No one really wants to think about what will happen after they pass away, but many caregivers are put in those situations when their loved ones begin to age. Ideally, your loved one should have already prepared a will or an end of life wishes document, but not everyone does.


If you are the sole caregiver of an aging loved one, it’s helpful to know the process of how to ensure your loved one’s wishes are met when they are no longer able to tell you themselves. That’s when you may need to think about end-of-life care, or hospice, as well as planning around those challenging times and providing respite to yourself too. Caregivers often suffer from burnout, because caring through an elderly loved one who can no longer care for themselves can be a full-time job, and it’s exhausting. Many family caregivers may still have their own jobs, lives and children to look after, so finding time to take care of yourself is important too.


Family caregivers are often also tasked to make those tough hospice, or end of life decisions for their loved ones, and it can be overwhelming. Below, we are going to offer you some tips on how to plan for end-of-life care, so that you can be as informed as possible when the time comes that you will have to make those decisions for your loved one to ensure the highest possible standard of care.


Keep reading to learn more.


First, there are some questions you will need to answer about your loved one’s end of life care and wishes.

Ideally, you will have some instructions in the form of a will or other legal document, but sometimes that isn’t always the case.




Think about and ask yourself the following:


• Has your loved one ever talked about what they would want at the end of their lives?

• Have they expressed an opinion about someone else’s end-of-life treatment?

• What were their values and what gave meaning to their lives? Are they still able to participate in those activities? Maybe they wanted to be close to family and making memories together, or perhaps they enjoyed the outdoors and loved nature? Maybe they loved art or learning new things? Take these into consideration when making those end-of-life-care decisions.


Healthcare Questions:  


Some questions you should be thinking about when it comes to your loved one’s health care are:


• What might you expect to happen within the next few hours, days, months or years if you continue with the current course of treatment for your loved one?

• Will treatment provide a cure, or make their quality of life improve?

• What if you aren’t interested in proceeding with the recommended treatment? What then?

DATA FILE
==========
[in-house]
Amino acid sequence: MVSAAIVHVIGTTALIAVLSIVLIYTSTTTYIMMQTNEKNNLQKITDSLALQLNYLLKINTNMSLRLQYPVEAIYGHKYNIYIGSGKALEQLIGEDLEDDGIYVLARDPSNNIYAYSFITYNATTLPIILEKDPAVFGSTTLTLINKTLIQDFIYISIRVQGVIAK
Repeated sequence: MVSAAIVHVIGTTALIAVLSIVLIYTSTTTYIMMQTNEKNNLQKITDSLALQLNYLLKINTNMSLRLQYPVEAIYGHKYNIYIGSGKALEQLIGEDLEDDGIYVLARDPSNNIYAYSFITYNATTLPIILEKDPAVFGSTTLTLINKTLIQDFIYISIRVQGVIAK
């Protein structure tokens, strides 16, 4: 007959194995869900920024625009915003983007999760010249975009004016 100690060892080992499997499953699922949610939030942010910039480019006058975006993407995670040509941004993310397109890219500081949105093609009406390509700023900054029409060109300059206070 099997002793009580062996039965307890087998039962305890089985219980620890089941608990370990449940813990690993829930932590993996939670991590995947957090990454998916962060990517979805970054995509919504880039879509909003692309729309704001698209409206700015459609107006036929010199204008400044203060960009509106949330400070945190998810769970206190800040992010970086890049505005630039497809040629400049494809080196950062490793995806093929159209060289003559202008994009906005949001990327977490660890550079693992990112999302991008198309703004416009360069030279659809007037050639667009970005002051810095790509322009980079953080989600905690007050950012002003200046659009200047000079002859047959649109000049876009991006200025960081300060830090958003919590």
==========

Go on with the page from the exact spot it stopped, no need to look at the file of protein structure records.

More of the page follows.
• When should you think about beginning hospice care? Are they able to receive this care at home or will they need to be moved to another facility?

• What medicines can be used to help with pain and discomfort?

• What if they stop eating or are no longer able to eat?


When you start to consider these questions and talk with your family member’s medical providers, it may be a good idea to have someone else with you that you can cross reference notes and have someone to bounce things off of.


Cultural Considerations:


One other part of planning for end-of-life care is cultural considerations. Not all cultures are the same with their beliefs and feelings surrounding death and depending on your family’s unique heritage or culture, you may want to consider some of the following questions as well when making those end-of-life care decisions:


• Where we come from, we… (think about what customs are important to you and your family members.)

• In my religion, we… (think about your religious preferences and traditions and use that as a guide to your decision making.)

• In our family, when someone is dying, we prefer… (describe what you hope to happen.)


Care Plan Considerations:  


Lastly, you may need to think about the care plan you want for your loved one. Discussing questions such as the ones listed below, may be able to point you in the right direction.


• What is the best place for my aging loved one? Do they want to stay home? Can we accommodate them at home? Should we get them into assisted living, or the hospital based on their care needs?

• What decisions should be included in our care plan? What are the benefits and risks to those decisions?

• How often should we reassess the care plan?

• What is the best way for our family to work with caregivers and healthcare staff?

• Where can we find help paying for this care?


As you can see, planning for end-of-life care can be overwhelming. Remembering that you are not alone when you are going through this and seeking support when you need it will go a long way in helping you figure out these questions. If your aging loved one hasn’t made a plan yet for their wishes, and they are still competent, you may want to encourage them to do so as soon as possible before they are not able to do it themselves anymore.